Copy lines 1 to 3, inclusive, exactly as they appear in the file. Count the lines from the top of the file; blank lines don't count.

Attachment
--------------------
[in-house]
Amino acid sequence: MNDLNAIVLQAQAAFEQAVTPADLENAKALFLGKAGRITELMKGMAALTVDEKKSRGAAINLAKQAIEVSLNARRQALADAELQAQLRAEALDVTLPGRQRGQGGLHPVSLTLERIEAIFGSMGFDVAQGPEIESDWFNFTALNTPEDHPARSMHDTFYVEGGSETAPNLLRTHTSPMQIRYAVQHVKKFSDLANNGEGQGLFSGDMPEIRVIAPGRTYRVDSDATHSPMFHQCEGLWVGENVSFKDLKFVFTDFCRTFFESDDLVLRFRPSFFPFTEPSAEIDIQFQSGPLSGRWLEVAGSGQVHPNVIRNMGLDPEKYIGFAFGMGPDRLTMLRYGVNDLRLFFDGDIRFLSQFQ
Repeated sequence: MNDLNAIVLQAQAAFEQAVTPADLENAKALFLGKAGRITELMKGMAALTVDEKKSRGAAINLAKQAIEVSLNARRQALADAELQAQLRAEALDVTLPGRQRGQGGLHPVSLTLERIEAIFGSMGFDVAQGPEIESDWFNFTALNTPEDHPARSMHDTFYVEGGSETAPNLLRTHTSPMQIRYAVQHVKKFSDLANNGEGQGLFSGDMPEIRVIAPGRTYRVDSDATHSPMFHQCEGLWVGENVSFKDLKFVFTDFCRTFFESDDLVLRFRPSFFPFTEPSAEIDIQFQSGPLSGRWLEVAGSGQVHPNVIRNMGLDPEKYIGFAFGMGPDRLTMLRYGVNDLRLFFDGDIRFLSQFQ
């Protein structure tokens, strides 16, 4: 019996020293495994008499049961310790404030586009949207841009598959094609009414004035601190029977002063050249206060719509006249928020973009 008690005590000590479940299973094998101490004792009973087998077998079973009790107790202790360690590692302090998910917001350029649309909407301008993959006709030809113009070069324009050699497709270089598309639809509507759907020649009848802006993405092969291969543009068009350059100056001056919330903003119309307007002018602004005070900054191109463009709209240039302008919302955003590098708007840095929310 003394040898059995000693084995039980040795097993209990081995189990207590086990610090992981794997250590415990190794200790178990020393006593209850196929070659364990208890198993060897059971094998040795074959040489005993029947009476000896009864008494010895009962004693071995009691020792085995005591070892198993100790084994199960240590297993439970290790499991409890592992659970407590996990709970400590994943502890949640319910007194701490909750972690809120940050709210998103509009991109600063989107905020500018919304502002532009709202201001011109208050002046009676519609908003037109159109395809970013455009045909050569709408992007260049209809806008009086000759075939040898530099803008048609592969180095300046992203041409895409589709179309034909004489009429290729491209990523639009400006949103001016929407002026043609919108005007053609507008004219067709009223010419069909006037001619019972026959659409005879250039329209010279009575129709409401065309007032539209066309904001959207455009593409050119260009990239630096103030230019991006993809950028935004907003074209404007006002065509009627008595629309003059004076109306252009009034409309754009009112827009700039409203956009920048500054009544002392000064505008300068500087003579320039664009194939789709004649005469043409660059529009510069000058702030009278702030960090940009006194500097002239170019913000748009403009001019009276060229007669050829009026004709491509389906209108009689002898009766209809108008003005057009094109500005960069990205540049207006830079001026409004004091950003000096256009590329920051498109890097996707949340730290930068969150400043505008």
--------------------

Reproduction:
[in-house]
Amino acid sequence: MNDLNAIVLQAQAAFEQAVTPADLENAKALFLGKAGRITELMKGMAALTVDEKKSRGAAINLAKQAIEVSLNARRQALADAELQAQLRAEALDVTLPGRQRGQGGLHPVSLTLERIEAIFGSMGFDVAQGPEIESDWFNFTALNTPEDHPARSMHDTFYVEGGSETAPNLLRTHTSPMQIRYAVQHVKKFSDLANNGEGQGLFSGDMPEIRVIAPGRTYRVDSDATHSPMFHQCEGLWVGENVSFKDLKFVFTDFCRTFFESDDLVLRFRPSFFPFTEPSAEIDIQFQSGPLSGRWLEVAGSGQVHPNVIRNMGLDPEKYIGFAFGMGPDRLTMLRYGVNDLRLFFDGDIRFLSQFQ
Repeated sequence: MNDLNAIVLQAQAAFEQAVTPADLENAKALFLGKAGRITELMKGMAALTVDEKKSRGAAINLAKQAIEVSLNARRQALADAELQAQLRAEALDVTLPGRQRGQGGLHPVSLTLERIEAIFGSMGFDVAQGPEIESDWFNFTALNTPEDHPARSMHDTFYVEGGSETAPNLLRTHTSPMQIRYAVQHVKKFSDLANNGEGQGLFSGDMPEIRVIAPGRTYRVDSDATHSPMFHQCEGLWVGENVSFKDLKFVFTDFCRTFFESDDLVLRFRPSFFPFTEPSAEIDIQFQSGPLSGRWLEVAGSGQVHPNVIRNMGLDPEKYIGFAFGMGPDRLTMLRYGVNDLRLFFDGDIRFLSQFQ